Step 12: Attach the other half of the flush mount hanger to the wall then hang the mirror up and you’re done!


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DIY Upcycled Headboards

From a thrifty standpoint as well as an eco-friendly one, I am a big fan of re-purposing building materials and pieces of furniture. Not only is it often cheaper and better for the environment, these pieces also tend to add interest and texture to a room. After making my old headboard from a coffee table that we sawed the legs off of, (see Shebajoux Headboards) I became interested in what other things could be turned into one of a kind headboards. Here are some that I found:

Vintage door with upholstered panels. This is a similar look to the coffee headboard I made.

Vintage door with upholstered panels. This is a similar look to the coffee headboard I made.

Headboard made from old curtain and vintage picture frame

Headboard made from an old curtain and vintage picture frame

Headboard made from old shutters

Headboard made from old shutters

Headboard made from vintage fireplace mantel. Paint it if you want a more refined look.

Headboard made from vintage fireplace mantel. Paint it if you want a more refined look.

Headboard made of books! This would be perfect for my brother!

Headboard made of books! This would be perfect for my brother!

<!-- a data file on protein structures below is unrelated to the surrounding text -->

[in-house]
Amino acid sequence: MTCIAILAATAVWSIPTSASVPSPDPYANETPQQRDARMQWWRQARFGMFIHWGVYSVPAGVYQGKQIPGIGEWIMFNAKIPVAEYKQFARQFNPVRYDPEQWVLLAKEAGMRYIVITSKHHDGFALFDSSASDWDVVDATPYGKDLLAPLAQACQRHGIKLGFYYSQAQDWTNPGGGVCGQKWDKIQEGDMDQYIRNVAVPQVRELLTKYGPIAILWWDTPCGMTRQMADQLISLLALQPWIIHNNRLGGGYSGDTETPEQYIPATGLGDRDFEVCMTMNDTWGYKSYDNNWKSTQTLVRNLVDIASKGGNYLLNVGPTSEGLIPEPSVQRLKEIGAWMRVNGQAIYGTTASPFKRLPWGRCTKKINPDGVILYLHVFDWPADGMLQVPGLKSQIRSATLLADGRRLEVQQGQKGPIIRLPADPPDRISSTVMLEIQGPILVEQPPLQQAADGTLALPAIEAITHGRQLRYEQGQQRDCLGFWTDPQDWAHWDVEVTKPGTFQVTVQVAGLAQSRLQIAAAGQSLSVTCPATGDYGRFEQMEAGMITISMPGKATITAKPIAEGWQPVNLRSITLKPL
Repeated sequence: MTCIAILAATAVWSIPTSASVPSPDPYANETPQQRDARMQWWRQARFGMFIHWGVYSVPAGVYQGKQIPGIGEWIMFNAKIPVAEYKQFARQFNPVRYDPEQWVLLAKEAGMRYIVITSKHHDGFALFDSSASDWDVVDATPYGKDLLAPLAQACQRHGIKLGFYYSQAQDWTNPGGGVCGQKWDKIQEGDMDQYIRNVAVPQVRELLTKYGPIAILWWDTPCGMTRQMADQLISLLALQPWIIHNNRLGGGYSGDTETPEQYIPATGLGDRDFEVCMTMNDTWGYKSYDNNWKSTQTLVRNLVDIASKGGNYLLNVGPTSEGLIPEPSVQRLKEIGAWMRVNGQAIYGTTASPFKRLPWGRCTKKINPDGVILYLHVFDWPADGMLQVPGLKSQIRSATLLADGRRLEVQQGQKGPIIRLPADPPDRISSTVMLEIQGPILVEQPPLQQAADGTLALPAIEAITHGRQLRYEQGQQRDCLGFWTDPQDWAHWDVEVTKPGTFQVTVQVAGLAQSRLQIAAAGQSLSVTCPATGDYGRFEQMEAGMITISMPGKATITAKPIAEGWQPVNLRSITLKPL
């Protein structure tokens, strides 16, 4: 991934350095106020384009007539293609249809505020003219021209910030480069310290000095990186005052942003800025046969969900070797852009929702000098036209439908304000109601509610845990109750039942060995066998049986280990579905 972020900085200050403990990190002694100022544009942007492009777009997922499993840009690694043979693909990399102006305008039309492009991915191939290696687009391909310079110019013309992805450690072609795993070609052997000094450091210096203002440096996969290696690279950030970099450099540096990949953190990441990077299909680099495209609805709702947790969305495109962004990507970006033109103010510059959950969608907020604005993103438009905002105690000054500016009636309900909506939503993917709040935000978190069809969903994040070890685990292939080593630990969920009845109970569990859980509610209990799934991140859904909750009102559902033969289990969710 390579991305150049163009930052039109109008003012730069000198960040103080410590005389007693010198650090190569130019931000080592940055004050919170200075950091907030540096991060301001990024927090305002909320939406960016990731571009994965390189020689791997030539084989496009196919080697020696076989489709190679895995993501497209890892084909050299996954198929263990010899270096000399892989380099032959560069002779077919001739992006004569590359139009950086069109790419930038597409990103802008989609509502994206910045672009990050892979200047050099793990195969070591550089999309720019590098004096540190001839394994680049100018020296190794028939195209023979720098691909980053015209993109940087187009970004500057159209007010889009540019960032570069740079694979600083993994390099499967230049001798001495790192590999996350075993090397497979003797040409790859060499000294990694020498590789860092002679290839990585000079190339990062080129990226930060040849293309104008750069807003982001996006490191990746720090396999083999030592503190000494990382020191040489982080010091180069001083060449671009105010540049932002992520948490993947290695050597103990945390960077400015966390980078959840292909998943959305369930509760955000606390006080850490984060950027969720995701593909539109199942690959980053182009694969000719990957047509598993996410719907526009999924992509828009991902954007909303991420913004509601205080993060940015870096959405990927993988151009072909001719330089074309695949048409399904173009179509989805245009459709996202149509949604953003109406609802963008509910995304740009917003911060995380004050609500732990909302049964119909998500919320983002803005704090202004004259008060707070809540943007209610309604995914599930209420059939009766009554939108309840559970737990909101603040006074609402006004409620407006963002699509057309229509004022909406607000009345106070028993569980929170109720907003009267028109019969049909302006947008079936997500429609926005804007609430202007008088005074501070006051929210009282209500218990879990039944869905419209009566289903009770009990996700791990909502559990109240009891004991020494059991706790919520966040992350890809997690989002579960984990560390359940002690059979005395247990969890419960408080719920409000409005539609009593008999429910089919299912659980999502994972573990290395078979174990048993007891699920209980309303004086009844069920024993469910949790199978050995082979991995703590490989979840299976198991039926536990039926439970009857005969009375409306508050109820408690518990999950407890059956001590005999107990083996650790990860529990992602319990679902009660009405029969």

Headboard made from old wrought iron and sprayed red

Headboard made from old wrought iron and sprayed red

Headboard made from old oars.

Headboard made from old oars.

Headboard made of old doors.

Headboard made of old doors.

Headboard made form vintage windows

Headboard made from vintage windows

Headboard made from a collection of vintage frames.

Headboard made from a collection of vintage frames and shutters

Headboard made from old skis

Headboard made from old skis

Headboard made from molding and scrap wallpaper.

Headboard made from molding and scrap wallpaper.

Fancy a go? Here are some sources for materials in the Greater Vancouver Area:

Front Street Emporium: 617 Front Street, New Westminster, BC for all sorts of materials like vintage windows and doors.

Surrey New and Used Building Materials Inc. for iron gates, antique doors and windows.

Vancouver Timber services for reclaimed wood.

Demolition sites, Craig’s List, garage sales and even the side of the road are all good options too.

615 Front St., New Westminster, BC, Canada


Filed under DIY Projects, It's easy being green

No-Sew DIY Flag Pennant

My sister is a talented seamstress who made a beautiful, gorgeously sewn pennant for her first son’s bedroom. When I commented on wanting to make one for my son’s newly decorated bedroom she gave me some sage advice: “don’t sew it all!” What I realized after making one is that you don’t really need to sew at all.

Pennant with ball fringe

My son’s new pennant. More on his room to come in the future. I’m still finishing up some details.

Below are instructions for how to make a lovely, and very easy pennant for you child’s room. Disclaimer: I did sew the flags onto the ball fringe since I have a sewing machine, but you needn’t. Unless you are planning to let your child swing from it, it should be strong enough with hot glue or zot dots.

No-Sew DIY Pennant

Supplies list: fabric, pinking shears, ball fringe or ribbon, hot glue gun or zot dots, pins, cardstock, tacks

1.) Pick fabrics that go with your colour scheme (see “Colour Schemes 101: I can sing a rainbow“). You need about 1/4 yard of fabric to get enough width for your flags. If you want to use lots of different fabrics you can go on fabric.com and order samples for $1.75 each. The sample size is just right for individual flags.